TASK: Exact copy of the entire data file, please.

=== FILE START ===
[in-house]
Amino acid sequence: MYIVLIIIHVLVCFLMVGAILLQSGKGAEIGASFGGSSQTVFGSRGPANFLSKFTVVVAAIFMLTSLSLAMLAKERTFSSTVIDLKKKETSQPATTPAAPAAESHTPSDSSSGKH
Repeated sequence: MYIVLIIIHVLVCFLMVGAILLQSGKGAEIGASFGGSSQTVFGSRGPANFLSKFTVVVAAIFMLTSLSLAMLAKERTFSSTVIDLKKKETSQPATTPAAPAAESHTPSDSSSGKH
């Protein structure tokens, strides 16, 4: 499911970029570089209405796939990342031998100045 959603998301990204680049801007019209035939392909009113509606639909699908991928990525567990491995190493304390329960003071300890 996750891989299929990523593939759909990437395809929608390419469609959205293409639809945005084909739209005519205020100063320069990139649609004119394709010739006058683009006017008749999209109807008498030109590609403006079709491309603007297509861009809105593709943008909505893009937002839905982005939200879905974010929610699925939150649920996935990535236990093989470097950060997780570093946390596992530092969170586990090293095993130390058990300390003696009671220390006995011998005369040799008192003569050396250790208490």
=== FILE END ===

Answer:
[in-house]
Amino acid sequence: MYIVLIIIHVLVCFLMVGAILLQSGKGAEIGASFGGSSQTVFGSRGPANFLSKFTVVVAAIFMLTSLSLAMLAKERTFSSTVIDLKKKETSQPATTPAAPAAESHTPSDSSSGKH
Repeated sequence: MYIVLIIIHVLVCFLMVGAILLQSGKGAEIGASFGGSSQTVFGSRGPANFLSKFTVVVAAIFMLTSLSLAMLAKERTFSSTVIDLKKKETSQPATTPAAPAAESHTPSDSSSGKH
């Protein structure tokens, strides 16, 4: 499911970029570089209405796939990342031998100045 959603998301990204680049801007019209035939392909009113509606639909699908991928990525567990491995190493304390329960003071300890 996750891989299929990523593939759909990437395809929608390419469609959205293409639809945005084909739209005519205020100063320069990139649609004119394709010739006058683009006017008749999209109807008498030109590609403006079709491309603007297509861009809105593709943008909505893009937002839905982005939200879905974010929610699925939150649920996935990535236990093989470097950060997780570093946390596992530092969170586990090293095993130390058990300390003696009671220390006995011998005369040799008192003569050396250790208490």